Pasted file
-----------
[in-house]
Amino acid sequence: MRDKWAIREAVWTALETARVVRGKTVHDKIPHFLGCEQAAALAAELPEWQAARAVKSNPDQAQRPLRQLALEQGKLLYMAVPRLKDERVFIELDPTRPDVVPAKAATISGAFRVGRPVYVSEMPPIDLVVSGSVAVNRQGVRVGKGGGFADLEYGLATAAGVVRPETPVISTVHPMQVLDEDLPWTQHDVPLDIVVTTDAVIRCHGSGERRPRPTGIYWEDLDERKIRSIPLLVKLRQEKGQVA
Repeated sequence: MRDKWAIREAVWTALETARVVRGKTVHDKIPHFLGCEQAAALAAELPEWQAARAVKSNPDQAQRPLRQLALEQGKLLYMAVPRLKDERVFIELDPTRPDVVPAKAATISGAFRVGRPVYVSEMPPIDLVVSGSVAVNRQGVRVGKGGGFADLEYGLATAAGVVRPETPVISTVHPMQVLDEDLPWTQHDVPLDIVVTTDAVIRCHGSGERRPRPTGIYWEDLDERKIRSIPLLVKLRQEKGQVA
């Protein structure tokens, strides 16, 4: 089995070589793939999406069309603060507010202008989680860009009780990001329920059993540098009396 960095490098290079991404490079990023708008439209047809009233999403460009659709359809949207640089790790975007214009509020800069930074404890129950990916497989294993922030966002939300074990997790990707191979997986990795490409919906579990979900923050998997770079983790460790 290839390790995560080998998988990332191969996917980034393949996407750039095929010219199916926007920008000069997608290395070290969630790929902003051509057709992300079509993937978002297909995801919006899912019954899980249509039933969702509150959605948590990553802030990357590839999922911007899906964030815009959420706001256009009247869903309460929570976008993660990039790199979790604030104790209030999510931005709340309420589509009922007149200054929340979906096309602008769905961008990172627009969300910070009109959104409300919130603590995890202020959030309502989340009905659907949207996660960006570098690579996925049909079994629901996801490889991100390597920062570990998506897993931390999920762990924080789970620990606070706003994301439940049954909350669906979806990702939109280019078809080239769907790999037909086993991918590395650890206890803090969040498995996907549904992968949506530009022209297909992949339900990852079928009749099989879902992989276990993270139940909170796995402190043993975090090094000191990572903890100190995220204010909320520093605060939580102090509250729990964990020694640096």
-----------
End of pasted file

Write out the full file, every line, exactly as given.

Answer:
[in-house]
Amino acid sequence: MRDKWAIREAVWTALETARVVRGKTVHDKIPHFLGCEQAAALAAELPEWQAARAVKSNPDQAQRPLRQLALEQGKLLYMAVPRLKDERVFIELDPTRPDVVPAKAATISGAFRVGRPVYVSEMPPIDLVVSGSVAVNRQGVRVGKGGGFADLEYGLATAAGVVRPETPVISTVHPMQVLDEDLPWTQHDVPLDIVVTTDAVIRCHGSGERRPRPTGIYWEDLDERKIRSIPLLVKLRQEKGQVA
Repeated sequence: MRDKWAIREAVWTALETARVVRGKTVHDKIPHFLGCEQAAALAAELPEWQAARAVKSNPDQAQRPLRQLALEQGKLLYMAVPRLKDERVFIELDPTRPDVVPAKAATISGAFRVGRPVYVSEMPPIDLVVSGSVAVNRQGVRVGKGGGFADLEYGLATAAGVVRPETPVISTVHPMQVLDEDLPWTQHDVPLDIVVTTDAVIRCHGSGERRPRPTGIYWEDLDERKIRSIPLLVKLRQEKGQVA
């Protein structure tokens, strides 16, 4: 089995070589793939999406069309603060507010202008989680860009009780990001329920059993540098009396 960095490098290079991404490079990023708008439209047809009233999403460009659709359809949207640089790790975007214009509020800069930074404890129950990916497989294993922030966002939300074990997790990707191979997986990795490409919906579990979900923050998997770079983790460790 290839390790995560080998998988990332191969996917980034393949996407750039095929010219199916926007920008000069997608290395070290969630790929902003051509057709992300079509993937978002297909995801919006899912019954899980249509039933969702509150959605948590990553802030990357590839999922911007899906964030815009959420706001256009009247869903309460929570976008993660990039790199979790604030104790209030999510931005709340309420589509009922007149200054929340979906096309602008769905961008990172627009969300910070009109959104409300919130603590995890202020959030309502989340009905659907949207996660960006570098690579996925049909079994629901996801490889991100390597920062570990998506897993931390999920762990924080789970620990606070706003994301439940049954909350669906979806990702939109280019078809080239769907790999037909086993991918590395650890206890803090969040498995996907549904992968949506530009022209297909992949339900990852079928009749099989879902992989276990993270139940909170796995402190043993975090090094000191990572903890100190995220204010909320520093605060939580102090509250729990964990020694640096």